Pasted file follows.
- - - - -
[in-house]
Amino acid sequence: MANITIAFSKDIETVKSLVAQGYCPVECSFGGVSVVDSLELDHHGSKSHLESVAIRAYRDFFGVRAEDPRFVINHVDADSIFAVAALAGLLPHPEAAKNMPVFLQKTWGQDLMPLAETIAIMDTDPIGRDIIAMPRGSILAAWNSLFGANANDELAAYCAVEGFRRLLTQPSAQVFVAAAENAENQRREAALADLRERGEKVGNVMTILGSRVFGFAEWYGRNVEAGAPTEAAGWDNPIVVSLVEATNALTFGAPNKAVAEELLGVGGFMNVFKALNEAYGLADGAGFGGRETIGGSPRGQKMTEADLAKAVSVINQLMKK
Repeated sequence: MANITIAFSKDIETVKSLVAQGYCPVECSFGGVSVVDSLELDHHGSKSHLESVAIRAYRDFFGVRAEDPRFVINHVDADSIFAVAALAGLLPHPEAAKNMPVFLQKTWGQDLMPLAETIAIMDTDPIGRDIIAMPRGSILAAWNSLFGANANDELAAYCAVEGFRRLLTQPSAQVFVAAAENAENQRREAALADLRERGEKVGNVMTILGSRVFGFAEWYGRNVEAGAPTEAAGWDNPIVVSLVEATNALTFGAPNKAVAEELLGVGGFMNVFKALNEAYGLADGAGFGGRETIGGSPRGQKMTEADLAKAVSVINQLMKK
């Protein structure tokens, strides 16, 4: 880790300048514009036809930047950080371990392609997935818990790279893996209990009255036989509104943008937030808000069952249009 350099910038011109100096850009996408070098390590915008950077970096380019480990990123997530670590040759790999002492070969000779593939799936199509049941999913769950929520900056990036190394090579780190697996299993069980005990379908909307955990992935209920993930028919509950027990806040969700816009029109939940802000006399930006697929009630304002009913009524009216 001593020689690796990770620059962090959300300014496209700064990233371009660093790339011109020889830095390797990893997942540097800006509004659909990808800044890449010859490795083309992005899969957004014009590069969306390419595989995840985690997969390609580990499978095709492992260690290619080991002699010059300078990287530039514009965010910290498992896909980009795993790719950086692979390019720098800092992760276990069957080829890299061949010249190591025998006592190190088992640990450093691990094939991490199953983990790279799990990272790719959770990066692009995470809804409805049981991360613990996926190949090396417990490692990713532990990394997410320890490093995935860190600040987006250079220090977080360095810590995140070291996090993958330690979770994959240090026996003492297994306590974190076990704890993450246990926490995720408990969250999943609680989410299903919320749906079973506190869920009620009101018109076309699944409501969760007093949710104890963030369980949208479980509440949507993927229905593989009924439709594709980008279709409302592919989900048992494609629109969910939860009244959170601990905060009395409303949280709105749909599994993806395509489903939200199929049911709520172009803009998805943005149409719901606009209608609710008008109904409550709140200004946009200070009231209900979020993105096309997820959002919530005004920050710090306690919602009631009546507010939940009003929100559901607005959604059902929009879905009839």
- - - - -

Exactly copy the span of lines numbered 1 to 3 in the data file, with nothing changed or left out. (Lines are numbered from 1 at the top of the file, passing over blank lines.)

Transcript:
[in-house]
Amino acid sequence: MANITIAFSKDIETVKSLVAQGYCPVECSFGGVSVVDSLELDHHGSKSHLESVAIRAYRDFFGVRAEDPRFVINHVDADSIFAVAALAGLLPHPEAAKNMPVFLQKTWGQDLMPLAETIAIMDTDPIGRDIIAMPRGSILAAWNSLFGANANDELAAYCAVEGFRRLLTQPSAQVFVAAAENAENQRREAALADLRERGEKVGNVMTILGSRVFGFAEWYGRNVEAGAPTEAAGWDNPIVVSLVEATNALTFGAPNKAVAEELLGVGGFMNVFKALNEAYGLADGAGFGGRETIGGSPRGQKMTEADLAKAVSVINQLMKK
Repeated sequence: MANITIAFSKDIETVKSLVAQGYCPVECSFGGVSVVDSLELDHHGSKSHLESVAIRAYRDFFGVRAEDPRFVINHVDADSIFAVAALAGLLPHPEAAKNMPVFLQKTWGQDLMPLAETIAIMDTDPIGRDIIAMPRGSILAAWNSLFGANANDELAAYCAVEGFRRLLTQPSAQVFVAAAENAENQRREAALADLRERGEKVGNVMTILGSRVFGFAEWYGRNVEAGAPTEAAGWDNPIVVSLVEATNALTFGAPNKAVAEELLGVGGFMNVFKALNEAYGLADGAGFGGRETIGGSPRGQKMTEADLAKAVSVINQLMKK